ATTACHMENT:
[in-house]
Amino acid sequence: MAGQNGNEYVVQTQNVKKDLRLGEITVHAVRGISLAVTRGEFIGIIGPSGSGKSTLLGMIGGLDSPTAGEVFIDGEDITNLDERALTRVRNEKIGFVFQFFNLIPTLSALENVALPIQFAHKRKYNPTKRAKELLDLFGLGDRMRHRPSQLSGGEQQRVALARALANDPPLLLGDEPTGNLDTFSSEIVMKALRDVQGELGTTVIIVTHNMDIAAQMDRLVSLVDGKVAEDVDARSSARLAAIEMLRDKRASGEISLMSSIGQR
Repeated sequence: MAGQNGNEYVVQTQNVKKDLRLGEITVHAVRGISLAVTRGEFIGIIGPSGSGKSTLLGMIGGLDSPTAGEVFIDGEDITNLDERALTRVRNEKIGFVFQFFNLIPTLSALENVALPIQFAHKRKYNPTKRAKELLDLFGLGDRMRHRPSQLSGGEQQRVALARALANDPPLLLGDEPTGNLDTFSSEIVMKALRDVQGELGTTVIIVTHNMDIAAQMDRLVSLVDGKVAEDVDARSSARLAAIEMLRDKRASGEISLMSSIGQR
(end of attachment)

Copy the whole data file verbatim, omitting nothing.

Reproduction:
[in-house]
Amino acid sequence: MAGQNGNEYVVQTQNVKKDLRLGEITVHAVRGISLAVTRGEFIGIIGPSGSGKSTLLGMIGGLDSPTAGEVFIDGEDITNLDERALTRVRNEKIGFVFQFFNLIPTLSALENVALPIQFAHKRKYNPTKRAKELLDLFGLGDRMRHRPSQLSGGEQQRVALARALANDPPLLLGDEPTGNLDTFSSEIVMKALRDVQGELGTTVIIVTHNMDIAAQMDRLVSLVDGKVAEDVDARSSARLAAIEMLRDKRASGEISLMSSIGQR
Repeated sequence: MAGQNGNEYVVQTQNVKKDLRLGEITVHAVRGISLAVTRGEFIGIIGPSGSGKSTLLGMIGGLDSPTAGEVFIDGEDITNLDERALTRVRNEKIGFVFQFFNLIPTLSALENVALPIQFAHKRKYNPTKRAKELLDLFGLGDRMRHRPSQLSGGEQQRVALARALANDPPLLLGDEPTGNLDTFSSEIVMKALRDVQGELGTTVIIVTHNMDIAAQMDRLVSLVDGKVAEDVDARSSARLAAIEMLRDKRASGEISLMSSIGQR